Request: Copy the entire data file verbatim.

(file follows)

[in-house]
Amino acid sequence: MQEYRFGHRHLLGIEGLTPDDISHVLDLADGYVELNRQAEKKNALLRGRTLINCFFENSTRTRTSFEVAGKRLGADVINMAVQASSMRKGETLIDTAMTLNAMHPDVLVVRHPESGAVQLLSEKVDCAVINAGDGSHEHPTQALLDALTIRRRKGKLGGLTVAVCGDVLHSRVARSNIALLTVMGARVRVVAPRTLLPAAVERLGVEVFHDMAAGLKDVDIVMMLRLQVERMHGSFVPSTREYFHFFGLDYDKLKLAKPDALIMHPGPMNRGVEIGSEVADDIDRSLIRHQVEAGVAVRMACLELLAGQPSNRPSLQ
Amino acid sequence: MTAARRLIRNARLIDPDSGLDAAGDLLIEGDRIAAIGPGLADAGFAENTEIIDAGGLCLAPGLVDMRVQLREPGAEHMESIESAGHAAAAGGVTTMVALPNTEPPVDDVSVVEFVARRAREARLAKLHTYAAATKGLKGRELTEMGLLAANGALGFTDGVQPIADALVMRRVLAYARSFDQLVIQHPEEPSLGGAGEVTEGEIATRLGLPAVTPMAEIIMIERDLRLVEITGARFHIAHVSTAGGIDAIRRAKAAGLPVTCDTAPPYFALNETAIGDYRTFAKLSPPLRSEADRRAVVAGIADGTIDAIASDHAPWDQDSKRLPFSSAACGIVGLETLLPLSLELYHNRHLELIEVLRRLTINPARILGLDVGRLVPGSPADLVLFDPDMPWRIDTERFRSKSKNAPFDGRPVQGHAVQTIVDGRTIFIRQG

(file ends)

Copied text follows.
[in-house]
Amino acid sequence: MQEYRFGHRHLLGIEGLTPDDISHVLDLADGYVELNRQAEKKNALLRGRTLINCFFENSTRTRTSFEVAGKRLGADVINMAVQASSMRKGETLIDTAMTLNAMHPDVLVVRHPESGAVQLLSEKVDCAVINAGDGSHEHPTQALLDALTIRRRKGKLGGLTVAVCGDVLHSRVARSNIALLTVMGARVRVVAPRTLLPAAVERLGVEVFHDMAAGLKDVDIVMMLRLQVERMHGSFVPSTREYFHFFGLDYDKLKLAKPDALIMHPGPMNRGVEIGSEVADDIDRSLIRHQVEAGVAVRMACLELLAGQPSNRPSLQ
Amino acid sequence: MTAARRLIRNARLIDPDSGLDAAGDLLIEGDRIAAIGPGLADAGFAENTEIIDAGGLCLAPGLVDMRVQLREPGAEHMESIESAGHAAAAGGVTTMVALPNTEPPVDDVSVVEFVARRAREARLAKLHTYAAATKGLKGRELTEMGLLAANGALGFTDGVQPIADALVMRRVLAYARSFDQLVIQHPEEPSLGGAGEVTEGEIATRLGLPAVTPMAEIIMIERDLRLVEITGARFHIAHVSTAGGIDAIRRAKAAGLPVTCDTAPPYFALNETAIGDYRTFAKLSPPLRSEADRRAVVAGIADGTIDAIASDHAPWDQDSKRLPFSSAACGIVGLETLLPLSLELYHNRHLELIEVLRRLTINPARILGLDVGRLVPGSPADLVLFDPDMPWRIDTERFRSKSKNAPFDGRPVQGHAVQTIVDGRTIFIRQG